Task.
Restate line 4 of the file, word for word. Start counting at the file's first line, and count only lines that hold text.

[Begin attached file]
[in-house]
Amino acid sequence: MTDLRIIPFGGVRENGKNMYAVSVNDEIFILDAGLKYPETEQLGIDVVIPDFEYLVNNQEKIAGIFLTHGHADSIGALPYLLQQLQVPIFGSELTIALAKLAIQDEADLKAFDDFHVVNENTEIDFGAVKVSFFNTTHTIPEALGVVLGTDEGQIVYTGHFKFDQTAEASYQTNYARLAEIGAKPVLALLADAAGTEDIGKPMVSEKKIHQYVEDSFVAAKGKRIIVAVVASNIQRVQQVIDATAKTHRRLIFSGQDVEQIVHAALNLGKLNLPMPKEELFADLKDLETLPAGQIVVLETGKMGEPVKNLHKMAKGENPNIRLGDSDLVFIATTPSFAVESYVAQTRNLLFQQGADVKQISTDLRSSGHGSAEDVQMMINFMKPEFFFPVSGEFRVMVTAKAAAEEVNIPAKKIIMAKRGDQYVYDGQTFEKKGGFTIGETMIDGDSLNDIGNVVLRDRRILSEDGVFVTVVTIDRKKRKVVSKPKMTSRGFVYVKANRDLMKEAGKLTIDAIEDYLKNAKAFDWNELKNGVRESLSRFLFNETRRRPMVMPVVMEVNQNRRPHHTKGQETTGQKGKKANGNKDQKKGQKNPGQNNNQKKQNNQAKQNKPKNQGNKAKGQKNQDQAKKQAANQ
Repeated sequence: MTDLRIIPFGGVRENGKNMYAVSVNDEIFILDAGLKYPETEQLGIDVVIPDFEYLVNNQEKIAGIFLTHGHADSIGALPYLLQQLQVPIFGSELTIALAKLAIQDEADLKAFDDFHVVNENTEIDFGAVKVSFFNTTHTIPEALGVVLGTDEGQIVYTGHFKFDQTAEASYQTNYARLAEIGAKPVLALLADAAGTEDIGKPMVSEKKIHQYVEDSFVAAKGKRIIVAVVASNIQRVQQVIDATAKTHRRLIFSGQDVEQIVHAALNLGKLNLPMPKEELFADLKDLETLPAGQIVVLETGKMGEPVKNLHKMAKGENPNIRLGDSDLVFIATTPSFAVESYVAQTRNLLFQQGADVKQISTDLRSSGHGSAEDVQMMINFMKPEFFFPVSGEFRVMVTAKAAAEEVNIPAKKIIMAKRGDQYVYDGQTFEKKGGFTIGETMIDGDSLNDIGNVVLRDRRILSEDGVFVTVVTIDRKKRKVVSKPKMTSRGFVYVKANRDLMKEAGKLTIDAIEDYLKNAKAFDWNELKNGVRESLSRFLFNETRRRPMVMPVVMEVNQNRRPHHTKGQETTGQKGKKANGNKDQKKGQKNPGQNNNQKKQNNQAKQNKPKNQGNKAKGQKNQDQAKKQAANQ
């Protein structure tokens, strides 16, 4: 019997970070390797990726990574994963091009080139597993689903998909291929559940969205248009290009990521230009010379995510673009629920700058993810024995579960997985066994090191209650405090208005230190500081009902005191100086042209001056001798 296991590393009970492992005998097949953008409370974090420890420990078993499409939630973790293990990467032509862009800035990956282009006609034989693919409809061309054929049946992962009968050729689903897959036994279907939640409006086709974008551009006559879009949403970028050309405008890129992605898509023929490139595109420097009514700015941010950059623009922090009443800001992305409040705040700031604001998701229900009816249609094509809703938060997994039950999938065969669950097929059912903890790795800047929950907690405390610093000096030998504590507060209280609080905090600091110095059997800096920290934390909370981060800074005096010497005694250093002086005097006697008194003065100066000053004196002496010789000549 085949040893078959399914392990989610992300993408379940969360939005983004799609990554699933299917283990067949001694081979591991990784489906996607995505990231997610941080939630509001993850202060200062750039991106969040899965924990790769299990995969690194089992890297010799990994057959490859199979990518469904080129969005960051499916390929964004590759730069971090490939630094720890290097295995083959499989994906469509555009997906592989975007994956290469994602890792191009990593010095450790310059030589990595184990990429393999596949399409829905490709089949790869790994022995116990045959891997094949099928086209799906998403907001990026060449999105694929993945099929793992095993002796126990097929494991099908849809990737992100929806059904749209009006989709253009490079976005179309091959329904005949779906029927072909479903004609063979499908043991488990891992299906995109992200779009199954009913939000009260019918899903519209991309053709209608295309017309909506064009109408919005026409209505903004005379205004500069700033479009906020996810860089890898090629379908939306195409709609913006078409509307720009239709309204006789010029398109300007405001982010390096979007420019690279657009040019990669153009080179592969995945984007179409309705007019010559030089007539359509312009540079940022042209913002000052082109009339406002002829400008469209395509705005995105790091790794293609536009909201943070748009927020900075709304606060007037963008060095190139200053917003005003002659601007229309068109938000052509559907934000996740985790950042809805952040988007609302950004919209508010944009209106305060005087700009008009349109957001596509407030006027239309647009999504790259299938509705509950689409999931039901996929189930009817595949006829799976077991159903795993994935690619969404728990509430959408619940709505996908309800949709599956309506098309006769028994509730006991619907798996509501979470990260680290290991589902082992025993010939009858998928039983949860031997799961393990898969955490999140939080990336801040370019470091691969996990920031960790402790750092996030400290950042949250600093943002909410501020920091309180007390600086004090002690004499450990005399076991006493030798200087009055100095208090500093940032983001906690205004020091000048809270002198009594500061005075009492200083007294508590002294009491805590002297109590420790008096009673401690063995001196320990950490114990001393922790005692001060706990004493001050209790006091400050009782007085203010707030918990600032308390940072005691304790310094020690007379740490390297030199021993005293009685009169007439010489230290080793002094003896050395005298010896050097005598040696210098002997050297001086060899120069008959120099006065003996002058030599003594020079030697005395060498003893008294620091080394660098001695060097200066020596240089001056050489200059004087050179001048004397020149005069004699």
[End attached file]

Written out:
């Protein structure tokens, strides 16, 4: 019997970070390797990726990574994963091009080139597993689903998909291929559940969205248009290009990521230009010379995510673009629920700058993810024995579960997985066994090191209650405090208005230190500081009902005191100086042209001056001798 296991590393009970492992005998097949953008409370974090420890420990078993499409939630973790293990990467032509862009800035990956282009006609034989693919409809061309054929049946992962009968050729689903897959036994279907939640409006086709974008551009006559879009949403970028050309405008890129992605898509023929490139595109420097009514700015941010950059623009922090009443800001992305409040705040700031604001998701229900009816249609094509809703938060997994039950999938065969669950097929059912903890790795800047929950907690405390610093000096030998504590507060209280609080905090600091110095059997800096920290934390909370981060800074005096010497005694250093002086005097006697008194003065100066000053004196002496010789000549 085949040893078959399914392990989610992300993408379940969360939005983004799609990554699933299917283990067949001694081979591991990784489906996607995505990231997610941080939630509001993850202060200062750039991106969040899965924990790769299990995969690194089992890297010799990994057959490859199979990518469904080129969005960051499916390929964004590759730069971090490939630094720890290097295995083959499989994906469509555009997906592989975007994956290469994602890792191009990593010095450790310059030589990595184990990429393999596949399409829905490709089949790869790994022995116990045959891997094949099928086209799906998403907001990026060449999105694929993945099929793992095993002796126990097929494991099908849809990737992100929806059904749209009006989709253009490079976005179309091959329904005949779906029927072909479903004609063979499908043991488990891992299906995109992200779009199954009913939000009260019918899903519209991309053709209608295309017309909506064009109408919005026409209505903004005379205004500069700033479009906020996810860089890898090629379908939306195409709609913006078409509307720009239709309204006789010029398109300007405001982010390096979007420019690279657009040019990669153009080179592969995945984007179409309705007019010559030089007539359509312009540079940022042209913002000052082109009339406002002829400008469209395509705005995105790091790794293609536009909201943070748009927020900075709304606060007037963008060095190139200053917003005003002659601007229309068109938000052509559907934000996740985790950042809805952040988007609302950004919209508010944009209106305060005087700009008009349109957001596509407030006027239309647009999504790259299938509705509950689409999931039901996929189930009817595949006829799976077991159903795993994935690619969404728990509430959408619940709505996908309800949709599956309506098309006769028994509730006991619907798996509501979470990260680290290991589902082992025993010939009858998928039983949860031997799961393990898969955490999140939080990336801040370019470091691969996990920031960790402790750092996030400290950042949250600093943002909410501020920091309180007390600086004090002690004499450990005399076991006493030798200087009055100095208090500093940032983001906690205004020091000048809270002198009594500061005075009492200083007294508590002294009491805590002297109590420790008096009673401690063995001196320990950490114990001393922790005692001060706990004493001050209790006091400050009782007085203010707030918990600032308390940072005691304790310094020690007379740490390297030199021993005293009685009169007439010489230290080793002094003896050395005298010896050097005598040696210098002997050297001086060899120069008959120099006065003996002058030599003594020079030697005395060498003893008294620091080394660098001695060097200066020596240089001056050489200059004087050179001048004397020149005069004699």